Ever wish you could get the inside skinny on what hearing aids are actually like? How does a hearing aid feel when you’re wearing one, what is the sound like, and what does it feel like in your ears are all questions you may want to ask someone who already has hearing aids? Here’s a description of what hearing aids are like, but if you really want to understand, come see us for a demo.
1. Hearing Aids Sometimes Have Feedback
This isn’t the type of feedback that you get when somebody tells you how they feel about your performance. “Feedback “ is a whistling noise that a speaker makes when its microphone picks up the sound coming from the speaker. It produces a sound loop that even advanced speakers like those in hearing aids don’t know how to handle.
They might squeal like a speaker in the school auditorium just before the principal speaks.
Though this can be unpleasant, when hearing aids are properly tuned, it’s rare. You might need to re-fit or replace the earmolds if this continues happening.
Feedback can be removed, in some more sophisticated hearing aids, by a built-in feedback suppression system.
2. You Can Follow Conversations in a Noisy Restaurant
If you suffer from untreated hearing loss, having dinner with your family or friends in a loud restaurant can seem like you’re eating by yourself. It’s almost impossible to follow the conversations. You might wind up sitting there, nodding and smiling most of the night.
But hearing aids today have some pretty advanced technology that can drown out background noise. They bring the voices of your family and the servers into crystal clearness.
3. Sometimes it Gets a Bit Sticky
Your body has a way of letting you know when something doesn’t belong. Your body will produce saliva if you eat something too spicy. If you get something in your eye, you produce tears to flush your eye. Your ears have their own way of removing a nuisance.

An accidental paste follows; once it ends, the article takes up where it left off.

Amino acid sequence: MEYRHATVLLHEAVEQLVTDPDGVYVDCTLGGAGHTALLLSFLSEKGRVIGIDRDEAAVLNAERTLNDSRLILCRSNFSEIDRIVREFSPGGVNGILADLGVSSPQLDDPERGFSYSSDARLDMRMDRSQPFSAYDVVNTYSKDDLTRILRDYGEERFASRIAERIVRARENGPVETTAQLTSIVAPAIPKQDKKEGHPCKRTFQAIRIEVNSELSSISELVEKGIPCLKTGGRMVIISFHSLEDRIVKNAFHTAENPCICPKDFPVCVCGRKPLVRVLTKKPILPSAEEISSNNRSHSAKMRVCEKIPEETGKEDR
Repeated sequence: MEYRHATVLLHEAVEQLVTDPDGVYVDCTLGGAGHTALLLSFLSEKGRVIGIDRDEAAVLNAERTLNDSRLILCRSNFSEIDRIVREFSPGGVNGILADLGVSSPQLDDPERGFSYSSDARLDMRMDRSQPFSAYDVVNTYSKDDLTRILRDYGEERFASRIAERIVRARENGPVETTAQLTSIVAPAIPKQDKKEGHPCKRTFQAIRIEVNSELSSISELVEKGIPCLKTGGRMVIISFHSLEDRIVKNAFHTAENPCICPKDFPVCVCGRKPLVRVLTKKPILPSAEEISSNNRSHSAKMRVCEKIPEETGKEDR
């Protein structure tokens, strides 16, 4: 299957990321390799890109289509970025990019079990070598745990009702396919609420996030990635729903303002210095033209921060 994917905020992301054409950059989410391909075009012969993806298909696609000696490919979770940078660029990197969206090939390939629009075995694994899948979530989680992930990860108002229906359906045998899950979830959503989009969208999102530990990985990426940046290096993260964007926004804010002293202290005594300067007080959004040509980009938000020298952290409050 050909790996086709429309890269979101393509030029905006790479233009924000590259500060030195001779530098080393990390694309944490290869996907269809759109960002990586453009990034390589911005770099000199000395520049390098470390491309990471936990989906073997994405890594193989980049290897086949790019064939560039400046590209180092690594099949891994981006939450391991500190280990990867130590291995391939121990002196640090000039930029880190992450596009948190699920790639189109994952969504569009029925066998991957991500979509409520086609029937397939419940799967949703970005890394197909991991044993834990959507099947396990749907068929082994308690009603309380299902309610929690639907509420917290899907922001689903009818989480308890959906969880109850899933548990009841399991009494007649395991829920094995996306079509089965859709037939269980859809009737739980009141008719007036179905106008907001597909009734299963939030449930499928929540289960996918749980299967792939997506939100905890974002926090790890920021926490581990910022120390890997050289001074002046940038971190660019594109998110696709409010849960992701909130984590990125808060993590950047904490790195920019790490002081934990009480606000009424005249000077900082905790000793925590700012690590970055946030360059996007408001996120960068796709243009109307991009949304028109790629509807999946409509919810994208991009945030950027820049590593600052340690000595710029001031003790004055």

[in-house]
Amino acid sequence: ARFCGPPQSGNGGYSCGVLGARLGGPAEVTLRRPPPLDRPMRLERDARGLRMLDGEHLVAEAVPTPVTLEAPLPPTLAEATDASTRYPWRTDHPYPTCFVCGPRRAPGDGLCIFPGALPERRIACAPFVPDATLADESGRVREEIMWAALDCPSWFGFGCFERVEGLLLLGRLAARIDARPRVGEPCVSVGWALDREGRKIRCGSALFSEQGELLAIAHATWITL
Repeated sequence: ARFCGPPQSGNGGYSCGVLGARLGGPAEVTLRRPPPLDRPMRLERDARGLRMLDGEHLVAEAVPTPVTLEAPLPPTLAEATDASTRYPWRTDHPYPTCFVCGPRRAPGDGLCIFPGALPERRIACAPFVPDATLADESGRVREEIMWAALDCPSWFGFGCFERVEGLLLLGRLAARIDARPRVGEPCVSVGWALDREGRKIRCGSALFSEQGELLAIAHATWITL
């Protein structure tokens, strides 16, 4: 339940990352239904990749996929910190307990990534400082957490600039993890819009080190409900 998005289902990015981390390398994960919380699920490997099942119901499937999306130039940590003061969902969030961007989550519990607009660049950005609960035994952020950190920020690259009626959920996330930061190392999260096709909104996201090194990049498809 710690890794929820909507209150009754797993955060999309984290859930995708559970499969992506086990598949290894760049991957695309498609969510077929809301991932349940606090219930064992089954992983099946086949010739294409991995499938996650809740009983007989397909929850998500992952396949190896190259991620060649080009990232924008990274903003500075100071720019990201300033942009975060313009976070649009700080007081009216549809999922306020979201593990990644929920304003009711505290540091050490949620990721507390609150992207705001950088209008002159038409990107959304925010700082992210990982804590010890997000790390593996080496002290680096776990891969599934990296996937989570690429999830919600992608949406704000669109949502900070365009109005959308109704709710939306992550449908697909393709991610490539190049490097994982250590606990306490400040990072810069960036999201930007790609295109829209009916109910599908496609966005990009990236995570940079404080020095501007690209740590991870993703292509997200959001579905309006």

They generate extra wax.
As a result of this, earwax accumulation can occasionally be an issue for individuals who wear hearing aids. Fortunately, it’s only wax and it’s not a problem to clean the hearing aids. (We’ll teach you how.)
Then you’ll simply put that hearing aid back in and begin relishing your hearing again.
4. Your Brain Will Also Get The Benefit
You may be surprised by this one. When somebody develops hearing loss, it very slowly begins to impact cognitive function if they don’t have it treated quickly.
Accurately understanding spoken language is one of the first things to go. Then memory, learning new things, and solving problems become a challenge.
Getting hearing aids as soon as possible helps slow this brain atrophy. Your brain gets re-trained. They can slow and even reverse cognitive decline according to many studies. In fact, 80% of people had increased cognitive function, according to research conducted by the AARP, after using hearing aids to manage their hearing loss.
5. You Have to Replace The Batteries
Many individuals simply hate dealing with those little button batteries. And these batteries seem to pick the worst time to die, like when you’re waiting for a call from your doctor.
But straight forward solutions exist to alleviate much of this perceived battery hassle. You can substantially increase battery life by implementing the right strategies. It’s not hard to bring an extra set because these batteries are inexpensive and small.
Or, you can buy a set of rechargeable hearing aids which are available nowadays. Just dock it on the charger when you go to bed. In the morning, just put them back on. There are also solar-powered hearing aid chargers so you can even recharge your hearing aid when you’re fishing. camping, or hiking.
6. You Will Experience a Learning Curve
The technology of modern hearing aids is rather advanced. It isn’t as hard as learning to use a new computer. But getting used to your new hearing aids will definitely take a little time.
The longer and more regularly you use hearing aids the better it gets. Try to be patient with yourself and the hearing aids throughout this transition.
Anyone who’s been wearing a set of hearing aids for six months or more will tell you that it’s worth it.
Only actually using hearing aids can give you the experiencing of what they’re really like. Isn’t it time to learn for yourself?